When I dug deeper into the rationale and reasoning, I was not satisfied that the policy was anything but financial.
Two doctors stood at the foot of my bed strongly encouraging me to get a C-section before they went off-shift.
These two doctors, with whom I had developed a good rapport over the past several days, threatened that if I didn't let them operate, the next doctor on shift would be rude and unkind to me.
They even insinuated that the other doctor was mad at me for not previously having succumbed to a C-section that she would not do a good job on the surgery.
"Trust me. You do not want her operating on you," one of the doctors explained.
I later understood that these two doctors were basically playing good cop, bad cop and employing any tactics they could to get me to succumb. So I relented and got the cesarean section I’d been fighting for a week to avoid.
How did this happen?
I am a smart, well-educated woman who had studied the overuse of C-sections and other medical interventions in college. In fact, my undergraduate thesis was about the medicalization of childbirth.
I was also a patient’s rights advocate in law school where I studied health law and bio-ethics.
During my pregnancy, I read books and watched movies about how medical intervention often leads to more intervention and, in turn, leads to unnecessary C-sections. I was planning to have my baby in a hospital with a midwife as naturally as possible.
And because I'm a single mom, I hired a doula to support me throughout the birth. I was adamant I would not have a C-section. Needless to say, I was very educated and ready to advocate for what I wanted.
And yet, in the end, I had a C-section against my will.
Was I a casualty of a system that jumps to interventions too quickly?
At about 37 weeks, my blood pressure spiked. Immediately, the midwife who had provided all my prenatal care passed me off to a huge team of doctors specializing in high-risk pregnancies.
The doctor on shift for that 24-hour period explained to me that anytime someone has elevated blood pressure after 37 weeks, the protocol is to start an induction. I resisted until week 39, at which point I showed up at the hospital for an induction.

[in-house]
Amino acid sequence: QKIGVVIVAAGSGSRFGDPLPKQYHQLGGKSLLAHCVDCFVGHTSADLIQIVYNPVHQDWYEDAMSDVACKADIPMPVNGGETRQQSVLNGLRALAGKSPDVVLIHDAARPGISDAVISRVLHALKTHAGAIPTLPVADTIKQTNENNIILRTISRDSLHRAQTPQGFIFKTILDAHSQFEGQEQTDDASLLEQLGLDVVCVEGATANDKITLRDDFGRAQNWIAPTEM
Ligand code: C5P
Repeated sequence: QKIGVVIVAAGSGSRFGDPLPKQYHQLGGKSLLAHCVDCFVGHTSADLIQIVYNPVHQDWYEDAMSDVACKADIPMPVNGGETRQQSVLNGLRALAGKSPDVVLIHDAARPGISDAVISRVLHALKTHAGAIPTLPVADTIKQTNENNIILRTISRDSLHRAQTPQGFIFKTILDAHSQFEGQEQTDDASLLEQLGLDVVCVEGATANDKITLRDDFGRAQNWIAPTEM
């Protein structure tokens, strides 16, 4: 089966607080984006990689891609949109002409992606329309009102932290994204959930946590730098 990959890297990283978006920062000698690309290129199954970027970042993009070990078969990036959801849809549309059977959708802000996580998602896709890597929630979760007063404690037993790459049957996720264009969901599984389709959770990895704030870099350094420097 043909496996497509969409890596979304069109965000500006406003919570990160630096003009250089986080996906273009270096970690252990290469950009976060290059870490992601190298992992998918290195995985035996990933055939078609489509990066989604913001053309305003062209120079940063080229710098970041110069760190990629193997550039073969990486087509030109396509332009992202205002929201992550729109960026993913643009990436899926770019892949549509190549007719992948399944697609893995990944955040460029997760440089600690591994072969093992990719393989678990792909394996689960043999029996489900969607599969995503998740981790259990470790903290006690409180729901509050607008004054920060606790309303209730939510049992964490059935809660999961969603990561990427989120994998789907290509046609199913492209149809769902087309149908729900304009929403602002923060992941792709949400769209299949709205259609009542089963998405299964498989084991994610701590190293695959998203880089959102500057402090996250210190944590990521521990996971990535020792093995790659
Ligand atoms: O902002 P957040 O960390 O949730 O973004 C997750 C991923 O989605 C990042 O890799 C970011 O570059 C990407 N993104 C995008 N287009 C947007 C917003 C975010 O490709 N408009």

Thus, began a series of failed interventions, a new doctor of midwife every 24 hours and a number of misrepresentations.
When I arrived at the hospital, I had not started to dilate. Induction started off fairly gently with drugs used to "ripen my cervix" so that labor could begin. But when those didn’t work, the doctors wanted to insert a Foley Bulb into my cervix to manually push it open.
Because I was barely dilated, the procedure was very difficult and painful. So I agreed to have an epidural in order to insert the bulb.
The doctors reassured me that after the bulb was inserted, I’d be able to turn the epidural down and get up and walk around to help induce labor. But as soon as the bulb was inserted. the doctors informed me that the hospital would not let me walk around with an epidural.
So, I was then confined to a bed.
Walking plays a considerable role in starting labor, so I was very upset about my confinement. But nothing about the hospital seemed conducive to coaxing my stressed out body to go into labor. I yearned to go home to restore some peace and allow my body to feel safe to start labor.
Sometime in the fourth day of my induction, the doctors informed me that I needed to have a C-section.
"It’s protocol," they insisted.
When I dug deeper into the rationale and reasoning, I was not satisfied that the policy was anything but financial. I was expensive and occupying a hospital bed for too many days.
There were some feeble explanations about statistics of things that could go wrong after 4 days of induction, but they didn't seem to apply in my case.
I refused the C-section because the baby was showing no signs of distress, my blood pressure was normal if I was lying down, and I had no signs of preeclampsia which was one of the major concerns associated with high blood pressure.
At various points, I went up to 8 hours waiting for the next drug to be ordered or the next step of the plan to be decided upon, during which I was receiving no treatment. Added up, the numerous delays amounted to more than a full day.
So, when the doctors started saying that I had hit the 4-day induction deadline, I pushed back. I was irate that they would not factor that into their calculation. But they were adamant and refused to see my logic.
When I refused a C-section, the doctors and midwives fell into two camps: those who were advocating for me and those who adamantly disagreed. Special meetings were called amongst all the doctors and the head of the practice was called to weigh in on what to do with me.
I became a huge problem. Apparently, no one had ever refused the recommendation to have a C-section to the extent I did.
Midwifes and nurses came by to express their admiration for me and cheer me on.